What makes this novel more than noir are the braiding of the stories of Louisiana and Afghanistan into the present L.A. story; the language, particularly the contrast between the terse dialogue and West’s interiority; and the images and metaphors.
An example of the dialogue/interiority contract can be seen in a conversation, when Solomon tells West that “something bad” is going to happen because it “always does,” and West explains “that’s why I’m here.” Solomon cuts to the chase, telling West, “You’re here because you’re lost, bro’.” This leap is great dialogue, moving the action and characters forward. They talk about leaving L.A., but Solomon says, “What’s wrong with us is something we can’t run from. You know that better than anyone.” They are conspirators in their flaws, the dialogue moving story and character forward again.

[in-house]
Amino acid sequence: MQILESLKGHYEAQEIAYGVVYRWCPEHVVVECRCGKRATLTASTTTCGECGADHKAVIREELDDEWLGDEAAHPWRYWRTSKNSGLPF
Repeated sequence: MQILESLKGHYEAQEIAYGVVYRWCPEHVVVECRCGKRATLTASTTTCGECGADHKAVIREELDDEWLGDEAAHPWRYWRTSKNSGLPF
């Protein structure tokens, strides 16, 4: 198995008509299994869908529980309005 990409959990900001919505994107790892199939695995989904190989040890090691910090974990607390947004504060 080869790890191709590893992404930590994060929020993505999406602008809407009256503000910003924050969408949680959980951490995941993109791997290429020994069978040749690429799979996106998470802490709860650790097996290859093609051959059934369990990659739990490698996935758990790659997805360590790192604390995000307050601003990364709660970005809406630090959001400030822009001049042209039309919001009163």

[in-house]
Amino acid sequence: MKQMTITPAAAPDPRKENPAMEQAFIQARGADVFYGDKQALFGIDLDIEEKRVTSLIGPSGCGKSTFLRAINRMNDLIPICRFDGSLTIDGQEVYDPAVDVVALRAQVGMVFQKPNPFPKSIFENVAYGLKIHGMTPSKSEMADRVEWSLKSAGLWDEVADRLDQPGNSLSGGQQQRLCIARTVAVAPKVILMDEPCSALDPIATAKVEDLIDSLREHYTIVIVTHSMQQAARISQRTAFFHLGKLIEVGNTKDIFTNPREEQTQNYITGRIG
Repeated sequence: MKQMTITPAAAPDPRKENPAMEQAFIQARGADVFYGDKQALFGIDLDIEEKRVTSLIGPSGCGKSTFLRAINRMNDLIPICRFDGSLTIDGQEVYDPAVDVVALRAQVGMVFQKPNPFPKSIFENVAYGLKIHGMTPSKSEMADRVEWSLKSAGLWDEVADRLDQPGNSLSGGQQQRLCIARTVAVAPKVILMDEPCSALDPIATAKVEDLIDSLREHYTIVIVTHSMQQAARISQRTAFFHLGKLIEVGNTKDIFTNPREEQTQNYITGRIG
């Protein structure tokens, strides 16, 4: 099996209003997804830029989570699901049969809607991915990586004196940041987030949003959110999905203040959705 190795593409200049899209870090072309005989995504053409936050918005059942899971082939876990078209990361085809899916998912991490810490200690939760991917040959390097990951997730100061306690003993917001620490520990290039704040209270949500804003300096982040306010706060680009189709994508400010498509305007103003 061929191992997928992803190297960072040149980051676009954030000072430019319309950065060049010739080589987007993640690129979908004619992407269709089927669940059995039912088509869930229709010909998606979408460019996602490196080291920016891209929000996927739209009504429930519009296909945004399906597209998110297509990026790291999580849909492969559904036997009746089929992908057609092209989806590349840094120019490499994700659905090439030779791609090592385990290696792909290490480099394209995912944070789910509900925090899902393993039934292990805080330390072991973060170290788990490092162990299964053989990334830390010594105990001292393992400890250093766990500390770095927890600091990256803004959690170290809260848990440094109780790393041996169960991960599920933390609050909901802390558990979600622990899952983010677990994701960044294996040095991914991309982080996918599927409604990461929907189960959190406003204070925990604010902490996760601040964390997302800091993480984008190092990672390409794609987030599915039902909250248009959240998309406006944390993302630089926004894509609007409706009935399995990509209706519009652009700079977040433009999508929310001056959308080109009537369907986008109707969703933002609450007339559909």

Immediately after this dialogue, the language shifts in tone as West speaks to the reader: “Solomon stared at the rivulet like he missed Old Man River,” the rivulet being a trickle of water they’re watching. The rivulet is in the present story. The Old Man River takes the reader into backstory, richly described with phrases like “primordial ooze, the legends of monster catfish and river creatures, the siren song to New Orleans.” The whole paragraph is rich with such images.
West is a reader, which provides a metaphor. Early in the novel, on his way to L.A., West encounters a minor character, who says he’s “addicted” to John D. MacDonald’s Travis McGee series, a detective who “has a knack for saving the day and never getting paid.” West braids in references to these novels, starting with “The Green Ripper” and reaching the last in the series, “The Lonely Silver Rain.” West wants to be McGee, saving people and righting wrongs. Even if the reader hasn’t read these novels, the savior element resonates.